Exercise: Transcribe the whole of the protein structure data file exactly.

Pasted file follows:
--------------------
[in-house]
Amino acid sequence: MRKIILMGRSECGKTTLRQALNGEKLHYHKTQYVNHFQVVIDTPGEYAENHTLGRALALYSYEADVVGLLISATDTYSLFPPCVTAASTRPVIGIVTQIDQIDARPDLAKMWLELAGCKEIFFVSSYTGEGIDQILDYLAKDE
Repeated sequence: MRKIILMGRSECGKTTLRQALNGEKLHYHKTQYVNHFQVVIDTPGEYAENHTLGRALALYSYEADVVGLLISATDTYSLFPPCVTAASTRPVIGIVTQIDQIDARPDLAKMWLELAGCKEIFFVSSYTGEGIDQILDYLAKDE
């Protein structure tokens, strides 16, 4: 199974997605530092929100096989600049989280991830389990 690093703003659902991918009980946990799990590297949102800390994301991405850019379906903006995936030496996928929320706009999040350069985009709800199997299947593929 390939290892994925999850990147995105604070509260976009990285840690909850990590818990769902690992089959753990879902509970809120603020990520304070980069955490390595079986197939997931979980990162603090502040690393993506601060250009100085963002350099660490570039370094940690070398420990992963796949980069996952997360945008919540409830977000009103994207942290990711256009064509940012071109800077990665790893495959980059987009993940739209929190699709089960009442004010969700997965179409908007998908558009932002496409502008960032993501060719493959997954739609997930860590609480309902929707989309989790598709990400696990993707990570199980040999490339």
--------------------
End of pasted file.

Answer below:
[in-house]
Amino acid sequence: MRKIILMGRSECGKTTLRQALNGEKLHYHKTQYVNHFQVVIDTPGEYAENHTLGRALALYSYEADVVGLLISATDTYSLFPPCVTAASTRPVIGIVTQIDQIDARPDLAKMWLELAGCKEIFFVSSYTGEGIDQILDYLAKDE
Repeated sequence: MRKIILMGRSECGKTTLRQALNGEKLHYHKTQYVNHFQVVIDTPGEYAENHTLGRALALYSYEADVVGLLISATDTYSLFPPCVTAASTRPVIGIVTQIDQIDARPDLAKMWLELAGCKEIFFVSSYTGEGIDQILDYLAKDE
């Protein structure tokens, strides 16, 4: 199974997605530092929100096989600049989280991830389990 690093703003659902991918009980946990799990590297949102800390994301991405850019379906903006995936030496996928929320706009999040350069985009709800199997299947593929 390939290892994925999850990147995105604070509260976009990285840690909850990590818990769902690992089959753990879902509970809120603020990520304070980069955490390595079986197939997931979980990162603090502040690393993506601060250009100085963002350099660490570039370094940690070398420990992963796949980069996952997360945008919540409830977000009103994207942290990711256009064509940012071109800077990665790893495959980059987009993940739209929190699709089960009442004010969700997965179409908007998908558009932002496409502008960032993501060719493959997954739609997930860590609480309902929707989309989790598709990400696990993707990570199980040999490339």